If your skin is problematic, it will probably be even more so when you are traveling. The simple reality is that sensitive skin can be thrown off course by new environments and the disruption of your normal routine. But all is not lost, and it is possible to travel with skin that is difficult to manage. To do so, follow the tips below.
Maybe it won’t be as bad as you think
Before we get into some concrete advice for traveling with sensitive skin or a skin condition, it must first be said that travel also has the potential to improve your situation. For example, some people may find that traveling in an environment where the air is drier or more humid (depending on the condition) can actually help resolve their skin issues. Traveling can help you in another sense as well, as you should find yourself less stressed while on the road. Stress can aggravate skin issues very easily and travel can be a stress killer, provided you don’t overload your itinerary and/or travel in conflict zones.
All of that said, let’s be real, travel can also be very difficult with skin issues. So let’s talk about how to deal with that.
1. Know what your problem is
If you haven’t already done so, you should get an official diagnosis from a dermatologist. You may find that short-term treatment can help you resolve the issue or you may find that you may be dealing with something chronic. In either case, you will have a better sense of what you need to do to deal with it, whether that includes recommendations for certain medicines or topical creams, diet, and/or other lifestyle changes.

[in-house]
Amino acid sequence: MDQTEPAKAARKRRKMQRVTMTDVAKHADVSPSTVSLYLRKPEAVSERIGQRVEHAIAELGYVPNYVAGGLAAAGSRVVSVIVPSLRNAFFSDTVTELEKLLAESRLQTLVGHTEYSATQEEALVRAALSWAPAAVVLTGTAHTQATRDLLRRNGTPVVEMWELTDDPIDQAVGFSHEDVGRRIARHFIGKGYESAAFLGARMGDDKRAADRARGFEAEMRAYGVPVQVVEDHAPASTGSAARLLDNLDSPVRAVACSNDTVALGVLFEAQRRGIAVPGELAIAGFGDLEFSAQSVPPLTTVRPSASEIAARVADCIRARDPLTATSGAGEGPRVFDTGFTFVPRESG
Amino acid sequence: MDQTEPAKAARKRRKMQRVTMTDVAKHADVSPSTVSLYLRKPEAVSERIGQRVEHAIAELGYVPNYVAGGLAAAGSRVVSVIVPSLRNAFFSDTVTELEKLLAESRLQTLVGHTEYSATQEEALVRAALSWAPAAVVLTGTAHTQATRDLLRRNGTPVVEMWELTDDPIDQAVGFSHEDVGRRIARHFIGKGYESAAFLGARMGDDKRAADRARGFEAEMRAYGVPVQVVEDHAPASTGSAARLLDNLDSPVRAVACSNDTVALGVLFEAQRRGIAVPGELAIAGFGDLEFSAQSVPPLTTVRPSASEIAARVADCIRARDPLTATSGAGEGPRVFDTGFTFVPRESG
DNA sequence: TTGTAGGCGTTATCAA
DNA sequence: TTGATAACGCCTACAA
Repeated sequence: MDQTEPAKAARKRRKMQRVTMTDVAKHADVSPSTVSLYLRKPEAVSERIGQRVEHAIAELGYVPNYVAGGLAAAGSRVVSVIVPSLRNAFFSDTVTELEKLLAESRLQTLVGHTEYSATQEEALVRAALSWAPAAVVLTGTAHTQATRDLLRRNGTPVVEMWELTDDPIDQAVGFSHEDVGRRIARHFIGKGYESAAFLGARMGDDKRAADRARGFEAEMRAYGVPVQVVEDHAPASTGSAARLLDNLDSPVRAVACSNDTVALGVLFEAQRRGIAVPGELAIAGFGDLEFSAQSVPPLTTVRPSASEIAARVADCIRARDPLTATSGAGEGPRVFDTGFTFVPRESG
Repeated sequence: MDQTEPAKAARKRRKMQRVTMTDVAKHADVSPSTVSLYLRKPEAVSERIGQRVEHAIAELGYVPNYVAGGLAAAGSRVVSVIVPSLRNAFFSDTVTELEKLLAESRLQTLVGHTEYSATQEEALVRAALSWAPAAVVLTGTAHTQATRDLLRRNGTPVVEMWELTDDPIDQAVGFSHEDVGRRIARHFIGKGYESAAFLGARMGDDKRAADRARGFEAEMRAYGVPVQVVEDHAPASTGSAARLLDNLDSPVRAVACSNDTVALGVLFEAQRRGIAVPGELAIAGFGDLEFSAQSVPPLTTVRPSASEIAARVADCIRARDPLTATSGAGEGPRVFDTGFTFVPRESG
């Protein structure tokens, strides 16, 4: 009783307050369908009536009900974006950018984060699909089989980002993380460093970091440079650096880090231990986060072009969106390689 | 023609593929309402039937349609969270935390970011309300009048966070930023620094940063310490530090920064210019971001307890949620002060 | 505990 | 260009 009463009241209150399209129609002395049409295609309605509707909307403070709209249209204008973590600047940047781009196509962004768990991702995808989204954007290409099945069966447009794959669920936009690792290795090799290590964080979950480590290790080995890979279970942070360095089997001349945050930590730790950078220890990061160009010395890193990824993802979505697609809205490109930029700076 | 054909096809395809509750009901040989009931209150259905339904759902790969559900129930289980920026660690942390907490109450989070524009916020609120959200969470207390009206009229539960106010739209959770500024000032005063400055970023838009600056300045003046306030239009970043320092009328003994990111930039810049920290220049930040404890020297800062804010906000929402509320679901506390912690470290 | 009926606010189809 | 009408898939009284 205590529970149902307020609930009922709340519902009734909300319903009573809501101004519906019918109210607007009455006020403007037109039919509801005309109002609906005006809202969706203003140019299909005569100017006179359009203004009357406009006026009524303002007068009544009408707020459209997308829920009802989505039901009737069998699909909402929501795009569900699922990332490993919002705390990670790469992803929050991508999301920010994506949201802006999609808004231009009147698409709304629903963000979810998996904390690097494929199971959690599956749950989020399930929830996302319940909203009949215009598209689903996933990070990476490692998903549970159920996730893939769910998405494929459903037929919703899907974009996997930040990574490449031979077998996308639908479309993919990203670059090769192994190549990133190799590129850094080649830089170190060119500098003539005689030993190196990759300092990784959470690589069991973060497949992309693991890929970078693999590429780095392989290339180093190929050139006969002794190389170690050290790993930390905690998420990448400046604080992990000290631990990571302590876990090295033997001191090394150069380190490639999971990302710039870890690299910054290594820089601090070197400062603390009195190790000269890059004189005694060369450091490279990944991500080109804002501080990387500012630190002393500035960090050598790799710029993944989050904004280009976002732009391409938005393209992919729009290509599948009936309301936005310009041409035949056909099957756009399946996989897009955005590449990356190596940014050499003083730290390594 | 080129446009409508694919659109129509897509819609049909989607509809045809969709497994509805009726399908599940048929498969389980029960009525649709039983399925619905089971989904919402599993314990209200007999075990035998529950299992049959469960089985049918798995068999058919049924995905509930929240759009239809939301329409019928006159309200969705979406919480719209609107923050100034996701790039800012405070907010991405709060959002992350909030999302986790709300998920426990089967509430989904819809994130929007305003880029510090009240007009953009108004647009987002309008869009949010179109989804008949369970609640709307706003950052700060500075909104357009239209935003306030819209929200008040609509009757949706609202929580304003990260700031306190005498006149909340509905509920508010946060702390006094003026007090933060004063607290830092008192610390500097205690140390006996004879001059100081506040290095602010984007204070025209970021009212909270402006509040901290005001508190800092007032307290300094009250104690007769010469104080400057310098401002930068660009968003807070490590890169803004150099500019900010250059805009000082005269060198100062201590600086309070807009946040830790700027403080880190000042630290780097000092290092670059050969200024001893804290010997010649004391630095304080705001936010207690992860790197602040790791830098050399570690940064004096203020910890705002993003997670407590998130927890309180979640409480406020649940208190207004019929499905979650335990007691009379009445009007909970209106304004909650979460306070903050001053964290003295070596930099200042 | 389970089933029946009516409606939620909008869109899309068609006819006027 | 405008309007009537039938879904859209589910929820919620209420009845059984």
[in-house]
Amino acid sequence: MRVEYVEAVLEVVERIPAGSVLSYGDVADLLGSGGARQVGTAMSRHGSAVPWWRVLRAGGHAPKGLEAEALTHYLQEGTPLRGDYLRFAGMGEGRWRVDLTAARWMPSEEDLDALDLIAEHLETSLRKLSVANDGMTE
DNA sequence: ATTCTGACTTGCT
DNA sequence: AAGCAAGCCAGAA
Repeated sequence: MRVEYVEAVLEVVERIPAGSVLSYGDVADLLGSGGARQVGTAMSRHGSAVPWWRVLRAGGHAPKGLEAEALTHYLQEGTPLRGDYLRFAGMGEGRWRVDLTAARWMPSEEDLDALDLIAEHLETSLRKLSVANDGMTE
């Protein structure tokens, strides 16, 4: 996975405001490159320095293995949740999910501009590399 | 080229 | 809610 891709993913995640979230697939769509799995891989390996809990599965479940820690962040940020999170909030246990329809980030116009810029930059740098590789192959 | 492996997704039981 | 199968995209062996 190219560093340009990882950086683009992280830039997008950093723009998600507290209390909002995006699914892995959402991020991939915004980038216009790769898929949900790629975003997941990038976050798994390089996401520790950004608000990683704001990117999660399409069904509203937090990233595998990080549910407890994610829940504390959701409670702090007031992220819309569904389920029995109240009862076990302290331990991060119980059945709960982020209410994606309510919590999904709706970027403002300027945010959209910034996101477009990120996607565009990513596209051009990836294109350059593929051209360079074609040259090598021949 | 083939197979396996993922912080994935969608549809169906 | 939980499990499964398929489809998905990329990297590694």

2. Establish a routine and try to stick with it
If a certain hypoallergenic soap helps you keep your skin clean while avoiding outbreaks of eczema or other skin conditions or if you find that washing your face with a salicylic acid solution helps keep your acne at bay, make sure you travel with those products. In fact, buy enough for your trip and then a bit extra, just in case. You should not plan on arriving at your destination and buying the first mysterious cream or soap with an indecipherable label that you see in the local pharmacy. This is unlikely to end well for you. Take your routine from home and bring it with you. You may need to adjust it as needed, but starting from scratch will be much more problematic.
3. Know what your triggers are
If you know what your triggers are, you can make an effort to avoid them. For some people this could be certain foods, the humidity (or lack of it), certain skin products, washing or over-washing the skin, and/or air travel. For triggers that can’t be avoided, you need to do your best to mitigate them. For example, the air on an airplane is incredibly dry. It’s actually drier than the air found in the Sahara Desert. That could cause problems if you have a condition like eczema, so you need to plan ahead. For example, make sure that you are traveling with a small bottle of the moisturizer that you typically use as part of your skin care routine (3 ounces is the limit), which you can apply at various times during the flight.
4. Relax, stay hydrated, eat well and be active
It should go without saying that you should not be stressed during your trip. One of the reasons you took the trip in the first place may have been to de-stress. But travelers can easily forget about the latter items here. Staying hydrated is important for your health in general, but it can have a particular effect on the health of your skin. Along the same lines, a poor diet can manifest itself on the skin level and you should do everything in your power to eat healthy while traveling. Finally, get in some exercise while traveling. Don’t have the time or the space to do so? There’s always the 7 minute workout.
For a first person account on what it’s like to travel with a skin condition, check out this post written by a traveler with eczema. Feel free to chime in with your own experiences in the comments below.
Photo credit: flickr user h8met